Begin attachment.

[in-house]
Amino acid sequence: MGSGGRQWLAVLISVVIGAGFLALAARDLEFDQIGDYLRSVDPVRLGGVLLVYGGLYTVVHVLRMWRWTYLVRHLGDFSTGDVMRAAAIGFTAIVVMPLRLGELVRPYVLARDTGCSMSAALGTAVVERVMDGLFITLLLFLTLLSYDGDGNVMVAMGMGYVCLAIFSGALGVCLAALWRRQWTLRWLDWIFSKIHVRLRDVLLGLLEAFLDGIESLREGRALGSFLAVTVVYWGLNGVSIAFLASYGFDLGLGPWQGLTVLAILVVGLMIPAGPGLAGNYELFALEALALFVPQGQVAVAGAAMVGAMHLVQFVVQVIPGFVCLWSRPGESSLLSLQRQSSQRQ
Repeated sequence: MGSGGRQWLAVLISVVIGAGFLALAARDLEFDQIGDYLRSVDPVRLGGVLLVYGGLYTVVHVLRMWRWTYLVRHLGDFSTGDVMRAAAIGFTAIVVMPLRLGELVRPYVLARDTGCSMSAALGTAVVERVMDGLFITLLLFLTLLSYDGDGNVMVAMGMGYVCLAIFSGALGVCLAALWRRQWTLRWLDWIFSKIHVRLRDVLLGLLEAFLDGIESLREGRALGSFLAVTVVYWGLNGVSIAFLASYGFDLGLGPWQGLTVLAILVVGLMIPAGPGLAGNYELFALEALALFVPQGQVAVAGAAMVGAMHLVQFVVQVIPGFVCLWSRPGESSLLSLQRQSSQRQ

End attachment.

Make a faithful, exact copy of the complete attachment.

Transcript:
[in-house]
Amino acid sequence: MGSGGRQWLAVLISVVIGAGFLALAARDLEFDQIGDYLRSVDPVRLGGVLLVYGGLYTVVHVLRMWRWTYLVRHLGDFSTGDVMRAAAIGFTAIVVMPLRLGELVRPYVLARDTGCSMSAALGTAVVERVMDGLFITLLLFLTLLSYDGDGNVMVAMGMGYVCLAIFSGALGVCLAALWRRQWTLRWLDWIFSKIHVRLRDVLLGLLEAFLDGIESLREGRALGSFLAVTVVYWGLNGVSIAFLASYGFDLGLGPWQGLTVLAILVVGLMIPAGPGLAGNYELFALEALALFVPQGQVAVAGAAMVGAMHLVQFVVQVIPGFVCLWSRPGESSLLSLQRQSSQRQ
Repeated sequence: MGSGGRQWLAVLISVVIGAGFLALAARDLEFDQIGDYLRSVDPVRLGGVLLVYGGLYTVVHVLRMWRWTYLVRHLGDFSTGDVMRAAAIGFTAIVVMPLRLGELVRPYVLARDTGCSMSAALGTAVVERVMDGLFITLLLFLTLLSYDGDGNVMVAMGMGYVCLAIFSGALGVCLAALWRRQWTLRWLDWIFSKIHVRLRDVLLGLLEAFLDGIESLREGRALGSFLAVTVVYWGLNGVSIAFLASYGFDLGLGPWQGLTVLAILVVGLMIPAGPGLAGNYELFALEALALFVPQGQVAVAGAAMVGAMHLVQFVVQVIPGFVCLWSRPGESSLLSLQRQSSQRQ